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Water Meter - What if there is a leak?

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Water Meter - What if there is a leak?

edited 30 November -1 at 1:00AM in Water Bills
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AuntyJeanAuntyJean Forumite
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edited 30 November -1 at 1:00AM in Water Bills
I am thinking of changing to a water meter and worked out that I will save about £50 per year if not more.

My concern though is if there is a leak between the service outside my garden and inside (ie I do not know about it).

Is there insurance to cover the involuntary 'usage'?
There is always light within the dark
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  • derrickderrick Forumite
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    Check your household insurance,this is usually included
    Don`t steal - the Government doesn`t like the competition


  • digitaldigital Forumite
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    I installed my own meter and placed it inside my house.

    Maximum length of pipe is 'their's', minimum is 'mine'...
    digital
  • MarkyMarkDMarkyMarkD Forumite
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    My meter was installed by Severn Trent Water - and it's inside the house. So there isn't any external pipeage for me to lose metered water through. :)
  • SystemSystem
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    Because we are due to have our boiler exchanged soon, they will have to drain the system. I rang Anglian water and asked if I could claim anything as I am on a meter. It seems they allow £2 for every one hour of water lost due to central heating drainage. I have to "time" this when it happens and let them know.
  • lisyloolisyloo Forumite
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    My concern though is if there is a leak between the service outside my garden and inside (ie I do not know about it).

    It's pretty easy to check if you are concerned.

    Just shut off all the taps etc in the house.
    Go any look at the meter and see if it's spinning (there's a things that spins in ours).
    If it's carries on spinning then you have a leak.
  • trisontanatrisontana Forumite
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    I had a meter installed about 5 years ago. After a couple of months Anglia Water contacted me and said that , because of a high consumption rate they suspected that I might have a leak . After some investigation they found that the leak was in the driveway, between the meter and the house. So AW came along and, at their expense, dug the drive up, replaced a length of pipe and made good. The leak was in a joint just before the pipe entered the house. On top of that I received a cheque from AW of over a £100 to compensate for the over-charge because of the leak.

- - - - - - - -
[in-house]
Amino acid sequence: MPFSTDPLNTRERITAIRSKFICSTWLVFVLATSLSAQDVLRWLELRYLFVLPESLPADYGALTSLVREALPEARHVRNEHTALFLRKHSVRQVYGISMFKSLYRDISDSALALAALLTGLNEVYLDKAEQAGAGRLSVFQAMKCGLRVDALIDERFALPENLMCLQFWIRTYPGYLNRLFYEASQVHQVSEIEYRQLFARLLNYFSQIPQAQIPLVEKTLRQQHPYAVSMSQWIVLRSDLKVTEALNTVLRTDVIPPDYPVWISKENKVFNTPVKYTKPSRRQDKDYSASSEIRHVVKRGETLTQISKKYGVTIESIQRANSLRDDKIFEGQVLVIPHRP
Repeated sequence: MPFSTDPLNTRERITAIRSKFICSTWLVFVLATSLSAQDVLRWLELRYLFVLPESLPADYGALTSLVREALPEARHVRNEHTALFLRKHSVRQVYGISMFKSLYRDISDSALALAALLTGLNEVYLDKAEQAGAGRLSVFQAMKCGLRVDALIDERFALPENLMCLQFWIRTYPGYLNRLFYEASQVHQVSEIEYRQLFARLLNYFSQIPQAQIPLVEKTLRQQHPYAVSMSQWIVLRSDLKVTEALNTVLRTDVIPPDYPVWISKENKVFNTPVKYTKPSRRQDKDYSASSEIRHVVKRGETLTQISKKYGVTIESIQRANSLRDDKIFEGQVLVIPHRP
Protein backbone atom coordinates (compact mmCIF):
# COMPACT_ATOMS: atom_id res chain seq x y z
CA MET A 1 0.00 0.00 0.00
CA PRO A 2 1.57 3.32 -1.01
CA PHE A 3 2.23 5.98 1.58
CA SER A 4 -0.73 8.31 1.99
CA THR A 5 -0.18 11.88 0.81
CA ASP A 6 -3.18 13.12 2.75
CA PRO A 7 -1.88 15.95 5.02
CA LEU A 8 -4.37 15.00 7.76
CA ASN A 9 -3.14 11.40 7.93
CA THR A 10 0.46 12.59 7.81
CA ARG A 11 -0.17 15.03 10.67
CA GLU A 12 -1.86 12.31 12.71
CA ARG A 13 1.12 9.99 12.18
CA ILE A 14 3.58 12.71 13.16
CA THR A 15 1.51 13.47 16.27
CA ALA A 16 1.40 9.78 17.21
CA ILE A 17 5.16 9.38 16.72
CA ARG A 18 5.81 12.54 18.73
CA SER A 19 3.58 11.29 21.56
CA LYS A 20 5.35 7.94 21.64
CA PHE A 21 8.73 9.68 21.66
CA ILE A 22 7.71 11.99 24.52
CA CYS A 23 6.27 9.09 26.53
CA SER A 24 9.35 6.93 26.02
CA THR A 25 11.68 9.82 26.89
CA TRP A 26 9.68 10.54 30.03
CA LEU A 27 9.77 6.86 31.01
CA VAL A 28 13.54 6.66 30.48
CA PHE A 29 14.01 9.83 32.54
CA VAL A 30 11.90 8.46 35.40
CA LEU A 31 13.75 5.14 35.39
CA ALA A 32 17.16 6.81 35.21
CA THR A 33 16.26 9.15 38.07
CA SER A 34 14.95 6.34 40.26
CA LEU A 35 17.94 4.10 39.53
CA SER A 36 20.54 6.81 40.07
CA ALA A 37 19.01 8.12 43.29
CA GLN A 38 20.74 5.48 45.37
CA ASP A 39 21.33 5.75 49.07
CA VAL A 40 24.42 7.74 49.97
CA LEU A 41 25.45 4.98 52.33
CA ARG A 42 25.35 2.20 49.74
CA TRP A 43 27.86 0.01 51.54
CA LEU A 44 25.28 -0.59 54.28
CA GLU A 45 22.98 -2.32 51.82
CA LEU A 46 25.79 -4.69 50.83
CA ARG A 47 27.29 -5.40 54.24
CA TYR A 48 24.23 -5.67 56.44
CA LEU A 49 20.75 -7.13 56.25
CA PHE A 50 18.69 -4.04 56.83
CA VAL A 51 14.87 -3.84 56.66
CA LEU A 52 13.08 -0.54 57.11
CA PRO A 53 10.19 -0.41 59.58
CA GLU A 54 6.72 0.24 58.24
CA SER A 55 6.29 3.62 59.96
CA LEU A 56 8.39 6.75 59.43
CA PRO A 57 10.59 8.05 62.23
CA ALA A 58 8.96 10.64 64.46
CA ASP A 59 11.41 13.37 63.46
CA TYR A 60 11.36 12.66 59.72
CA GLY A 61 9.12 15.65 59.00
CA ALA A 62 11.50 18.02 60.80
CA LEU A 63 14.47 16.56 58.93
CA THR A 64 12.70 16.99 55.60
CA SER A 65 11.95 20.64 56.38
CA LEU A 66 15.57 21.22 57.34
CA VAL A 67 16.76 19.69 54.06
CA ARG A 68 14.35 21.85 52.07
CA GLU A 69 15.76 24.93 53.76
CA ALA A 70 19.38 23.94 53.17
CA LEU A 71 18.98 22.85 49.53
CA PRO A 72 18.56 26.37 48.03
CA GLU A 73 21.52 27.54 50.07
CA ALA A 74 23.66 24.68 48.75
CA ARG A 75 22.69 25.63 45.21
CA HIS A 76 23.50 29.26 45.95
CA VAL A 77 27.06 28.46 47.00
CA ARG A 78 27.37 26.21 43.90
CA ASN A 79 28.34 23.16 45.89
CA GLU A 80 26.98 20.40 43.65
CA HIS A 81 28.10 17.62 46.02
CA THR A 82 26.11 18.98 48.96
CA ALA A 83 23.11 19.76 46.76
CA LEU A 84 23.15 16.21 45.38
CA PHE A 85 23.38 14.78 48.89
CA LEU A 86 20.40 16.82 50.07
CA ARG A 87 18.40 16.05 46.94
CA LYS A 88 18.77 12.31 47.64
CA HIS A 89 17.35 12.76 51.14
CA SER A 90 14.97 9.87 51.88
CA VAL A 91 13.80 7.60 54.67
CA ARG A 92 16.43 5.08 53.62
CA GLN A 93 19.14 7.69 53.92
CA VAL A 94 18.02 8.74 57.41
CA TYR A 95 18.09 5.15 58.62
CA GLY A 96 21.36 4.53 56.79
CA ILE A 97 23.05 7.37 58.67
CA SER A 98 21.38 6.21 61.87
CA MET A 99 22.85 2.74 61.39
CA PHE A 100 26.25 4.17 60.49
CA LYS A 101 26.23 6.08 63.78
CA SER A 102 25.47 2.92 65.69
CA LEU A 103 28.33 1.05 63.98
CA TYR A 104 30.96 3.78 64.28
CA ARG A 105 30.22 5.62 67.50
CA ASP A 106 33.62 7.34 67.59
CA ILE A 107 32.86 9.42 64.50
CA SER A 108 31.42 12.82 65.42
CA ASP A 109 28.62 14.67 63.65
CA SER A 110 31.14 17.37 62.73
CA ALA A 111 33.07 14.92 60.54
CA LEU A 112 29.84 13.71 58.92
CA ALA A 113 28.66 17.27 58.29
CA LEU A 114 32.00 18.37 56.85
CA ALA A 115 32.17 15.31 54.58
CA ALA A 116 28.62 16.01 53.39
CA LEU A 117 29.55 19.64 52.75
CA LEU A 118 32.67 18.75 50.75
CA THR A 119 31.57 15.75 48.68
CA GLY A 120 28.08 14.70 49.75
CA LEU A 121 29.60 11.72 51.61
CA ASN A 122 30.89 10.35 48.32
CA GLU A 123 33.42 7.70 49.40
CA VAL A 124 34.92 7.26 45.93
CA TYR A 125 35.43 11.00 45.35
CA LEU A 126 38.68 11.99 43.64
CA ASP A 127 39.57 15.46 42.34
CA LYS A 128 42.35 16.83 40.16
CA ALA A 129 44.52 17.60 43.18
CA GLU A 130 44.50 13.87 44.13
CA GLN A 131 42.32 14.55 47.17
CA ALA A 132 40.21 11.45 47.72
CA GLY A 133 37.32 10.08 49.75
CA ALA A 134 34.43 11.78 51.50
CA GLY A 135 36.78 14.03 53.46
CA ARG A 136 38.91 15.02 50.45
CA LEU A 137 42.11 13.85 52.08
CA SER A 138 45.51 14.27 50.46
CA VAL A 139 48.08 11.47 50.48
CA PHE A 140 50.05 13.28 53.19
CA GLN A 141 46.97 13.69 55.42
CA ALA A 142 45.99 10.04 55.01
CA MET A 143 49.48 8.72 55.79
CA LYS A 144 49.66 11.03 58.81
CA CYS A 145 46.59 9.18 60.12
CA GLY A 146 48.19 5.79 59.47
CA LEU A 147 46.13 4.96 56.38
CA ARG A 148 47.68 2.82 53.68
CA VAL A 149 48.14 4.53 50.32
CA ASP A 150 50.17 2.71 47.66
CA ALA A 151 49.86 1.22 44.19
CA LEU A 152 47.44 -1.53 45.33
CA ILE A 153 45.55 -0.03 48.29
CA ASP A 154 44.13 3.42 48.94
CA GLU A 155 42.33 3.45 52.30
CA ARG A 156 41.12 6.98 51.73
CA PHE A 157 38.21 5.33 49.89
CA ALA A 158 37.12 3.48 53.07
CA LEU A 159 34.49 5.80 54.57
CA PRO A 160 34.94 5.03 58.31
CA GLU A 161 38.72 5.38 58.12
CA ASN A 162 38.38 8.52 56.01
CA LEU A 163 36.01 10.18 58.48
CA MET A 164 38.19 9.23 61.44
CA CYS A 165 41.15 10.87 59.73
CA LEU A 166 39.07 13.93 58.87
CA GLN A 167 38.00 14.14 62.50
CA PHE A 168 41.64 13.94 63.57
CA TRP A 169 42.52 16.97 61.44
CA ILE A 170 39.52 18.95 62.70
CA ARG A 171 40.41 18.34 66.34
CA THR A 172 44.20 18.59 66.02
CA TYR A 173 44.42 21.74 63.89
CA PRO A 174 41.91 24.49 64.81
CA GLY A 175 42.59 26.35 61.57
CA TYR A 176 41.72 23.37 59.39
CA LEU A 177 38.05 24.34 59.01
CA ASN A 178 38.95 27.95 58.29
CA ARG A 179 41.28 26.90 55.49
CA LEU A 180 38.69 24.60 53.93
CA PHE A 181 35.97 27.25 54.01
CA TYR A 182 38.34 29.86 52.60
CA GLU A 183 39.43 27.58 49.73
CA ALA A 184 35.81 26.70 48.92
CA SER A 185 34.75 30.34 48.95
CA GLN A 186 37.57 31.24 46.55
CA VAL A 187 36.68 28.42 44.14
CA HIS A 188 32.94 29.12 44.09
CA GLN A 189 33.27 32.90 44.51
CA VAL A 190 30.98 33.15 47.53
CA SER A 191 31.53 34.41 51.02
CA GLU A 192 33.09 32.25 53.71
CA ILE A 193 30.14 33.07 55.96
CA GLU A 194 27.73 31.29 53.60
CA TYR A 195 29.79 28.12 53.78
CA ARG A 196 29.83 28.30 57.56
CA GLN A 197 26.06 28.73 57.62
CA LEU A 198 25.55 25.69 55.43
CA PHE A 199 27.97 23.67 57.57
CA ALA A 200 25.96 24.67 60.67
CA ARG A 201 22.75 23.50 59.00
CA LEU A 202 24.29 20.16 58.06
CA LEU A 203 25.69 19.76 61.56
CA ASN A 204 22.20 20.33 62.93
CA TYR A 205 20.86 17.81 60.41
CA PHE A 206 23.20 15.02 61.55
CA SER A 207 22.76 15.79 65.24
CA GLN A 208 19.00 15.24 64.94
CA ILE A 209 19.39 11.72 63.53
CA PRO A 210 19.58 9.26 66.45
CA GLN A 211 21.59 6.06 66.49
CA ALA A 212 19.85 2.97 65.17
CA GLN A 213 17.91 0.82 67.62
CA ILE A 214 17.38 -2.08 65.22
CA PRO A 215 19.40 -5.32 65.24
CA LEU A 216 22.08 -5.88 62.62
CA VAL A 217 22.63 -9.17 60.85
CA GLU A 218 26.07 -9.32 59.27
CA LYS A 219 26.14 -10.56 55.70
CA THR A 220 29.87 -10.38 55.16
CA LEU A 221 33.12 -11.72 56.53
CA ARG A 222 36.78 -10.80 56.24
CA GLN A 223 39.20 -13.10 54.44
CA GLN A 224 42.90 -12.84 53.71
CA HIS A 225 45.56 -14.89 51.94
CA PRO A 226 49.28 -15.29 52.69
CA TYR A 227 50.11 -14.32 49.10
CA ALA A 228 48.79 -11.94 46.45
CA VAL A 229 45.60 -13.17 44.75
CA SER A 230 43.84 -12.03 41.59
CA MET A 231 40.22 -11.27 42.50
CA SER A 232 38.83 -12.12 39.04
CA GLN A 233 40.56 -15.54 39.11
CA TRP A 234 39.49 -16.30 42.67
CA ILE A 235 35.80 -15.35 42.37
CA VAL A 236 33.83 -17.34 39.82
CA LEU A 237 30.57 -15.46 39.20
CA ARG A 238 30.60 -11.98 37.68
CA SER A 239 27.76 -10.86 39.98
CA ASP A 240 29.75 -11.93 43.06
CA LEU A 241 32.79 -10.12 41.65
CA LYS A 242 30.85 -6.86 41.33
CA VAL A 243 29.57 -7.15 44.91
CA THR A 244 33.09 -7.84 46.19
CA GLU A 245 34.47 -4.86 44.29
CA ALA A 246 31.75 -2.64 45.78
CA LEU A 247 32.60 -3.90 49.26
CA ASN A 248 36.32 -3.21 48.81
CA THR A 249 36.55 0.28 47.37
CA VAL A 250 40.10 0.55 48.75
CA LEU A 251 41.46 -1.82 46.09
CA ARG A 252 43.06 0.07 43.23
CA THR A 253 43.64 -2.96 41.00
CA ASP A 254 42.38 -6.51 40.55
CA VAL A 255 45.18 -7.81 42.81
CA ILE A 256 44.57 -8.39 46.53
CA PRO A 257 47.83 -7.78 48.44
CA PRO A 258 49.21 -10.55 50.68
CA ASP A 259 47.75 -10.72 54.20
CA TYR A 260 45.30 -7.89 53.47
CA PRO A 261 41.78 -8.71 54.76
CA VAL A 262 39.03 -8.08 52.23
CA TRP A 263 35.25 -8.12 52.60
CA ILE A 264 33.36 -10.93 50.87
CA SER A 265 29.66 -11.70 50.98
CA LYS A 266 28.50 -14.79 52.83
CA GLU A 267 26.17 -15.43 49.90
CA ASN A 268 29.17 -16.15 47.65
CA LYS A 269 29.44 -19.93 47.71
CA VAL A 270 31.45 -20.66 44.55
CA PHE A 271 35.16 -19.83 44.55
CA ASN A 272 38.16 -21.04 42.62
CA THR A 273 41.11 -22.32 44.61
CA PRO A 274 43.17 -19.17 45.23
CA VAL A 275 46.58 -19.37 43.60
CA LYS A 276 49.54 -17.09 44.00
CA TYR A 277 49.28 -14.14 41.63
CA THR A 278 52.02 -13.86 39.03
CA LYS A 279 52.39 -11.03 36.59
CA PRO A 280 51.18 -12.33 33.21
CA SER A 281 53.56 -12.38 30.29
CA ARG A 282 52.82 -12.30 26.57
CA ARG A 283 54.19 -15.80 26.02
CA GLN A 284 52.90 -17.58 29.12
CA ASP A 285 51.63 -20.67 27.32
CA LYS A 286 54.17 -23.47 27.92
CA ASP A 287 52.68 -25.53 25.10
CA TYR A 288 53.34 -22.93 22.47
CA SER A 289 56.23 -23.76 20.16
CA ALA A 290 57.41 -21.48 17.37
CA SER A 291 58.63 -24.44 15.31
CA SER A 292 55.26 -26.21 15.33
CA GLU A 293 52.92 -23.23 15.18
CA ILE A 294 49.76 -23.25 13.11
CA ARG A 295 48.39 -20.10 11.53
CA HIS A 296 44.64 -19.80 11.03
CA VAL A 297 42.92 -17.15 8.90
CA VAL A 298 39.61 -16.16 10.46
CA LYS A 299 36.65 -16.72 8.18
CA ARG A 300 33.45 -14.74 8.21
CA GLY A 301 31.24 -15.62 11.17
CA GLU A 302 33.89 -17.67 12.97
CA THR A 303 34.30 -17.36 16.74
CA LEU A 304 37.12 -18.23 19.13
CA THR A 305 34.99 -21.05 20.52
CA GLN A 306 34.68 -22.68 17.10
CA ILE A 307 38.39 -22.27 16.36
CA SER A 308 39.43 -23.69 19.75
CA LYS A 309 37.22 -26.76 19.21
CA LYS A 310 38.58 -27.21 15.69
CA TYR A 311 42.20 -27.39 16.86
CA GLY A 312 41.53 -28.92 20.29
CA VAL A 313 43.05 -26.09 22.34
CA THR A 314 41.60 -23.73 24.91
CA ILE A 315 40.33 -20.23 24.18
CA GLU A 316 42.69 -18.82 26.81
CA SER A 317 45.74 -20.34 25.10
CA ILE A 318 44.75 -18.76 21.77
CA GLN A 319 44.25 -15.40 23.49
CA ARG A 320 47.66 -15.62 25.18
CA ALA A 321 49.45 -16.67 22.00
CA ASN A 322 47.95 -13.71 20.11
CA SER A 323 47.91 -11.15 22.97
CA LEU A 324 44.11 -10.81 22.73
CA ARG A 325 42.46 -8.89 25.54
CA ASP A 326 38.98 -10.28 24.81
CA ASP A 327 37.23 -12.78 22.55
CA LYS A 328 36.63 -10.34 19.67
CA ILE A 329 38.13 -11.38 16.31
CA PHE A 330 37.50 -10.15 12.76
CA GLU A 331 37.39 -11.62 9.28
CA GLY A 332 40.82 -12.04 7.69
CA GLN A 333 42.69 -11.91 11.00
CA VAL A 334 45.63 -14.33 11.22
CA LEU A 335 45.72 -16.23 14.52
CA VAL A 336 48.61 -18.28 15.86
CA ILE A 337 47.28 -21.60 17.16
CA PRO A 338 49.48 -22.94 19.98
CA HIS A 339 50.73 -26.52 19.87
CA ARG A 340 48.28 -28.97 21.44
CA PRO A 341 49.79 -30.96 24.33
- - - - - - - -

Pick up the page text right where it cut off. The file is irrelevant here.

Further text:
What I cannot understand is the fact that I always thought that the water company's responsibility ended at the meter. Perhaps they thought it was their fault for not checking before the meter was installed . So well done Anglia Water.
    What part of "A whop bop-a-lu a whop bam boo" don't you understand?
  • As luck would have it, On the Level in yesterday's Sunday Telegraph (9/1/05) included a few lines on leaks in water pipes between the main and your house. Apparently, the Water Companies (... ys?) agreed with Prescott that, as part of a leak reduction drive, they would repair that section of pipe free.

    As is the way of these things, my newspaper collection day is today, so my copy's gone: it's not online yet (https://www.telegraph.co.uk/jeff).

    SJB
  • on Today at 8:48am, island_man wrote:Because we are due to have our boiler exchanged soon, they will have to drain the system. I rang Anglian water and asked if I could claim anything as I am on a meter. It seems they allow £2 for every one hour of water lost due to central heating drainage. I have to "time" this when it happens and let them know.



    I can't see why they should refund anything in these circumstances ... or even what encouraged you to think they should.

    You don't measure water in hours, so what's that all about?

    And £2 is far more than the value of the water in your central heating system, surely

    MMD <-- very confused


    Well they haven't actually said that they will refund £2 have they?

    I believe £2 an hour equates to the maximum a domestic pipe can supply. Therefore if the drained central heating system takes, say, 2 minutes to refill you could get a refund of 6.67 pence!!!

    However I agree it does seem a bizarre question and equally baffling answer.
    Robert
  • korukoru Forumite
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    It's pretty easy to check if you are concerned.

    Just shut off all the taps etc in the house.
    Go any look at the meter and see if it's spinning (there's a things that spins in ours).
    If it's carries on spinning then you have a leak.

    This would have to include any water tanks in your attic, presumably. Otherwise, they might be refilling.

    Would this detect a slow leak? (eg, one drop every few seconds) I'm wondering if this would be like trying to see the hands of a clock moving - the only way is to wait a couple of minutes and see if the hands have moved.
    koru
  • lisyloolisyloo Forumite
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    I am not sure if it would detect very tiny leaks.
    I am not sure you could rely on it for that.

    My meter (which was installed recent) has something that spins round (it's not a dial).
    It spins very fast, so I assume it would show a small amount of water but I don't know about a drop.
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